Thursday, January 25, 2007

Virginia Wine..Let them distribute

Someone explain to me why it is we cannot see the greater good in some things. Now I am sure that those companies here in Virginia that distribute wine across the region will argue that self-distribution by local wineries would hurt their business, but the fact remains its business they did not earn to begin with. Anyone who has ever owned a restaurant, this blogger included, knows that this is simply not the case. A small Virginia winery placed in an inventory of a huge distribution warehouse will remain simply that...small. The distrubtor does not have a vested interest to market that wine on an equal basis with say some nice Cab from Napa or that Yellowtail. Volume folks.Volume. The small wineries of Virginia being forced to market their own wines across the state, calling on restaurants and spending more money to get their wine in fornt of the public then losses as the distributor acts as middleman. There was a time when a restaurant owner with an ABC license could build relationships with the wineries , have tastng dinners done, etc..because their was a shared interest together in growing the wineries brand. This is exactly what the wholesalers do not want. Their agents or sales folks come calling with samples of their wines that they seek to move. They have no desire to move Virginia wines. They will sell them for sure, but again only if requested. The margins are thinner and theres less grape in supply thus less volume in terms of cases.
Let the wineries self-distribute. I hope that Sen. John Watkins next door in Powhatan can make self-distribution a reality for these small business owners. Let the wineries grow their business through hard work and not require their brand to rely on the service of a distributor. Do they honestly feel that the distributor will provide the same level of service to the customer as the family who crushed the grapes and bottled the wine. I think not.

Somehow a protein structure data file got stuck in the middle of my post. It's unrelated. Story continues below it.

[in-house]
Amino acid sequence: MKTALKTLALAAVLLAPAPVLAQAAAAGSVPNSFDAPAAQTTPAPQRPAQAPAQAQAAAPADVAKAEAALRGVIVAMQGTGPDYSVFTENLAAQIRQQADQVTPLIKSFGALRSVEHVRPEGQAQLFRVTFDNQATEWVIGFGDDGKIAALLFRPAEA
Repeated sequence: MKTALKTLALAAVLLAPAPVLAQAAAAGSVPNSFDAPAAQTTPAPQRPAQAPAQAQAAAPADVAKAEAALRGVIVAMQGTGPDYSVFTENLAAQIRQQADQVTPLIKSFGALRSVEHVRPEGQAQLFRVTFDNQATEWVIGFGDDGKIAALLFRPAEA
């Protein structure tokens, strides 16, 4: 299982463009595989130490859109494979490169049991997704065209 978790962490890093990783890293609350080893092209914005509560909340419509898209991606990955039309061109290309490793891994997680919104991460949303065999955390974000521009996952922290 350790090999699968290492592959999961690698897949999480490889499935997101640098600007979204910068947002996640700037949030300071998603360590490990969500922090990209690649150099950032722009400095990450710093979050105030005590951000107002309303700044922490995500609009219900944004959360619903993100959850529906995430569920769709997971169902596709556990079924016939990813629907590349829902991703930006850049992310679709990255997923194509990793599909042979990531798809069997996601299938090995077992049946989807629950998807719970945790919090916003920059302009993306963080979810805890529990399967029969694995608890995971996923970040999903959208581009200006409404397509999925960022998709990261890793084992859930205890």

Cash Proffer Reality

Our Board Of Supervisors has determined that a raise in the cash proffer; the amount the developer of a parcel would pay to offset county services, is not neccessary. The rate remains at a maximum of 15,600. At a time when our general Assemble continues the debate on funding for transportation woes throughout the state it is as if theis Board is in a state of prayer that the State will somehow come to the rescue. Instead of making sure our own house; ie county is in order we are heading down the path of other juristictions that have failed their citizens in this area. How. By seeking to grow and attract Virginians to Chesterfield we are asking folks to come and join us in our great county and spending alot of money to get them here but then once the arrive at the party realize we forgot to get a caterer. Thats the reality. Across the board we will undergo painful growth not "managed" growth. We have overcrowded schools in areas, trailers outside some schools, neccessary underfunded road projects, re-zoning issues unresolved all the while more and more people arrive each quarter. We are selling the dream but delivering anything but. Proffers is a neccessary step, and the increase proposed to 22,600, would have benefited the county even if building permits trend lower. What the Board is saying is that they do not forsee an increase in expenses for county services, roads and other projects that will need to be funded eventhough we have just learned that new schools will be twice what was projected to construct based on current market conditions.
By not raising the proffer our Board feels compelled to make the citizens of the county pay for it. Developers win again....we lose again.